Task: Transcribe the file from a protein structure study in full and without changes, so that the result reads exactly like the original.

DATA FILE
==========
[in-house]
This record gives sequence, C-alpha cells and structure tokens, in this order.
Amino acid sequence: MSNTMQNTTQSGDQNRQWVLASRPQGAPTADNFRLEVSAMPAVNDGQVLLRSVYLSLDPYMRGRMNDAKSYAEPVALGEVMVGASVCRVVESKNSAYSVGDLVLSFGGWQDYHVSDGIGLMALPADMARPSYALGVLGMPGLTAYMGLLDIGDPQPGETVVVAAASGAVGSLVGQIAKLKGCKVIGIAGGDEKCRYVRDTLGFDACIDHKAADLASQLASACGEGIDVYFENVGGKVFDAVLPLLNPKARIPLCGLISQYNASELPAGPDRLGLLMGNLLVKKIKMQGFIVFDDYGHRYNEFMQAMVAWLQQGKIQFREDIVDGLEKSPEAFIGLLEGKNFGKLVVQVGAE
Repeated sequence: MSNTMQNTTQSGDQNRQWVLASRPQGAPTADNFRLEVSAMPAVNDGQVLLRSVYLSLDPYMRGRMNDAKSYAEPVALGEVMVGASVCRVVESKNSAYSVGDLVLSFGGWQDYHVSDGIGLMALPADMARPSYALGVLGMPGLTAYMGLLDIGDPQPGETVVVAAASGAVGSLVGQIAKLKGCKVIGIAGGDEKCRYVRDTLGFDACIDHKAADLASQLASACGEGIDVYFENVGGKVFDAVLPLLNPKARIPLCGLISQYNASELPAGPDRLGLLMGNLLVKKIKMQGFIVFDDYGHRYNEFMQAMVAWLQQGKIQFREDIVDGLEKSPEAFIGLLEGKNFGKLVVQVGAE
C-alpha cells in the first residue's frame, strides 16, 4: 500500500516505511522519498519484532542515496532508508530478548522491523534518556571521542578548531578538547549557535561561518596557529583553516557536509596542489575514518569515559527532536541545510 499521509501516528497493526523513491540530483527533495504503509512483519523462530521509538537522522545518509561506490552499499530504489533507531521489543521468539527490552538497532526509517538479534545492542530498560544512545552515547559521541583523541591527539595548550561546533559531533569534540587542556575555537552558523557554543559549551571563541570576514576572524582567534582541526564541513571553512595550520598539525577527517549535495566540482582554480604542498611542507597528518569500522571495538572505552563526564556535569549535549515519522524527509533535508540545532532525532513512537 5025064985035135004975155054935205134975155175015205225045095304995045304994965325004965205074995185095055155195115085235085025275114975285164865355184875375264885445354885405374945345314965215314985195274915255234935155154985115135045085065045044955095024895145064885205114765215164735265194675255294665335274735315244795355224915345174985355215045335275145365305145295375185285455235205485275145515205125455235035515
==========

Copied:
[in-house]
This record gives sequence, C-alpha cells and structure tokens, in this order.
Amino acid sequence: MSNTMQNTTQSGDQNRQWVLASRPQGAPTADNFRLEVSAMPAVNDGQVLLRSVYLSLDPYMRGRMNDAKSYAEPVALGEVMVGASVCRVVESKNSAYSVGDLVLSFGGWQDYHVSDGIGLMALPADMARPSYALGVLGMPGLTAYMGLLDIGDPQPGETVVVAAASGAVGSLVGQIAKLKGCKVIGIAGGDEKCRYVRDTLGFDACIDHKAADLASQLASACGEGIDVYFENVGGKVFDAVLPLLNPKARIPLCGLISQYNASELPAGPDRLGLLMGNLLVKKIKMQGFIVFDDYGHRYNEFMQAMVAWLQQGKIQFREDIVDGLEKSPEAFIGLLEGKNFGKLVVQVGAE
Repeated sequence: MSNTMQNTTQSGDQNRQWVLASRPQGAPTADNFRLEVSAMPAVNDGQVLLRSVYLSLDPYMRGRMNDAKSYAEPVALGEVMVGASVCRVVESKNSAYSVGDLVLSFGGWQDYHVSDGIGLMALPADMARPSYALGVLGMPGLTAYMGLLDIGDPQPGETVVVAAASGAVGSLVGQIAKLKGCKVIGIAGGDEKCRYVRDTLGFDACIDHKAADLASQLASACGEGIDVYFENVGGKVFDAVLPLLNPKARIPLCGLISQYNASELPAGPDRLGLLMGNLLVKKIKMQGFIVFDDYGHRYNEFMQAMVAWLQQGKIQFREDIVDGLEKSPEAFIGLLEGKNFGKLVVQVGAE
C-alpha cells in the first residue's frame, strides 16, 4: 500500500516505511522519498519484532542515496532508508530478548522491523534518556571521542578548531578538547549557535561561518596557529583553516557536509596542489575514518569515559527532536541545510 499521509501516528497493526523513491540530483527533495504503509512483519523462530521509538537522522545518509561506490552499499530504489533507531521489543521468539527490552538497532526509517538479534545492542530498560544512545552515547559521541583523541591527539595548550561546533559531533569534540587542556575555537552558523557554543559549551571563541570576514576572524582567534582541526564541513571553512595550520598539525577527517549535495566540482582554480604542498611542507597528518569500522571495538572505552563526564556535569549535549515519522524527509533535508540545532532525532513512537 5025064985035135004975155054935205134975155175015205225045095304995045304994965325004965205074995185095055155195115085235085025275114975285164865355184875375264885445354885405374945345314965215314985195274915255234935155154985115135045085065045044955095024895145064885205114765215164735265194675255294665335274735315244795355224915345174985355215045335275145365305145295375185285455235205485275145515205125455235035515